Jim: What is the mission of Lampo?

Debbie: The Lampo Group, Inc provides biblically based, common sense education and empowerment that gives hope to everyone from the financially secure to the financially distressed.

Jim: Lampo has a pretty neat operation. Talk about the culture you guys get to work in.

Debbie: Dave knew he did not want employees—People who come late, leave early and steal while they are here. He wanted folks that felt called to this mission. He wanted team members. So from day one of his business he did not hire anyone who was just looking for a J-O-B.  From there, Dave knew if the company was going to grow, he had to make sure that anyone in the company could make decisions or answer questions like he would. So, he began teaching a leadership class to our team. He covered everything from customer care to marketing to making the call. So Dave has built a team culture with an entrepreneurial spirit.  We get the job done, while caring deeply for our team and clients. He now teaches this course to small business leaders/owners around the country. It is called EntreLeadership.

Jim: What’s in the near future for Lampo?

Debbie: For the church department, we want to take the next several years and really raise awareness for church leaders to teach TRUE, biblical stewardship. There are over 800 scriptures on money and possessions. People need to hear these scriptures and apply them in a radical way to their lives. When we align our lives with His word – it changes things! Also, later this fall, Dave has a new book coming out, EntreLeadership. If you lead people, it will be a must read.

Jim: All right, here’s the big one people want to know. What is Dave really like?

Debbie: What you see is what you get.  If you listen on the radio, you can hear his heart of a teacher when a first time caller has a question, but you can also hear him really tell someone straight up that they need to fix the issue. That is how he is at the office. He encourages us to excel and holds us accountable to our dreams.  Dave is an incredible leader. He often says, “if you are going to put a fish on the back of it, you better drive it right.”  He demands that we take on personal responsibility and do our work as unto the Lord. He is transparent giving us the good, the bad and the ugly and involving us in making decisions. He is the most generous man I have ever met.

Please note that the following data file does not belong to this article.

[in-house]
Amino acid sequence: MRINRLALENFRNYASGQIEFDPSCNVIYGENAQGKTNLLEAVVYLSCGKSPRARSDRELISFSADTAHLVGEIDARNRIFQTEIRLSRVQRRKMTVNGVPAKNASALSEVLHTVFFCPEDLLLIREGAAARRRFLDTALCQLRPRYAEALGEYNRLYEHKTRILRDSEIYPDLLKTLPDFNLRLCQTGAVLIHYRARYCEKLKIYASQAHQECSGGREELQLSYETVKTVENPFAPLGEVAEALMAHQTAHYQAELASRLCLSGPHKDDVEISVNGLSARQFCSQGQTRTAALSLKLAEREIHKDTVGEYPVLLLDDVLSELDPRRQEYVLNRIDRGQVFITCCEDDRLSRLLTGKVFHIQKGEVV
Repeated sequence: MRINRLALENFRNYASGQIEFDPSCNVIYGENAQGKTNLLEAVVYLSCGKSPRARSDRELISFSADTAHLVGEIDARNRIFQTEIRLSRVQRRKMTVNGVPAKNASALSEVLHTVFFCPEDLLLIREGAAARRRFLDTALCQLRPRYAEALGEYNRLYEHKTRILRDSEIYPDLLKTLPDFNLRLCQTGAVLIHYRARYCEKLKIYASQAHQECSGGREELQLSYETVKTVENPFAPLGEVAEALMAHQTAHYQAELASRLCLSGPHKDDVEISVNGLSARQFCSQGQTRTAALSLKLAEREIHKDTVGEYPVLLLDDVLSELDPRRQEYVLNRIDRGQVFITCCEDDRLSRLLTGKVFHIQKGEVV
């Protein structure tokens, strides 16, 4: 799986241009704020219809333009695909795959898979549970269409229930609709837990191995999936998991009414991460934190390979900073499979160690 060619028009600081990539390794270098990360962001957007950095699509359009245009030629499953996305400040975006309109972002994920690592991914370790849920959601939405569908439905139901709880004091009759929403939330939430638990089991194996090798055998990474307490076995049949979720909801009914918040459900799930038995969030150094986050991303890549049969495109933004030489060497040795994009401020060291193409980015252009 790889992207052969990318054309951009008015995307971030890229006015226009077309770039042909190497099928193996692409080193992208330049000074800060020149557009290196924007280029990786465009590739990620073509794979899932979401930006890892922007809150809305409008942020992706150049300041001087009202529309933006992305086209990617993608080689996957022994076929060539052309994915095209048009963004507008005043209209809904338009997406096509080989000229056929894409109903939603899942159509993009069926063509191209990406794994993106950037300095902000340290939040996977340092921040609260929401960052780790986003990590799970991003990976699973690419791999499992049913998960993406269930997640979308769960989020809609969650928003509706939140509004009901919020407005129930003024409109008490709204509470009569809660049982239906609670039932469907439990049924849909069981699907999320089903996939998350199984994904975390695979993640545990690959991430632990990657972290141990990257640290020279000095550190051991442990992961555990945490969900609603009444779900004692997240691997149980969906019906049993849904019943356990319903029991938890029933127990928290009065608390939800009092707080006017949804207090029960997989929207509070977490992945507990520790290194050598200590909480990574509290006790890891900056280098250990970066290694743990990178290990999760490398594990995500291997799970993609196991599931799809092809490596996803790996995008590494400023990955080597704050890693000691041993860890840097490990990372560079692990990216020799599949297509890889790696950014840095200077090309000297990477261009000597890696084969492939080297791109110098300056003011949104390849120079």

Jim: I am not surprised to hear that. That is exactly the way he comes across. Thanks so much, Debbie, for taking time to give us a “behind the curtains” view of The Lampo Group! Keep up the great work!

The Indispensable Ingredient

I was in San Diego a couple of weeks ago to attend the Harbor Presbyterian MultiSite 3.0 conference. It is not a big conference, but I was impressed with the depth and breadth of the wisdom and counsel offered to the attendees, most of whom were planters or multisite campus pastors.

My friend, Dick Kaufmann, is the founding pastor of Harbor Presbyterian. He was Executive Pastor of Redeemer Church in New York before leaving for San Diego a little over ten years ago to begin Harbor Presbyterian. Today, they are a thriving multi-site church reaching San Diego for the Kingdom in a meaningful way. Dick is one of those guys who doesn’t say much, but when he does, you probably ought to pay attention.

The last session of the two days was an open forum Q & A. It seemed to me that a proverbial tsunami of information had been shared, so I asked the question — “Among everything that has been shared, are there any 1 or 2 factors that rank above everything else in establishing a viable, gospel centered church plant?” Dick was the first one to respond and here is what he said.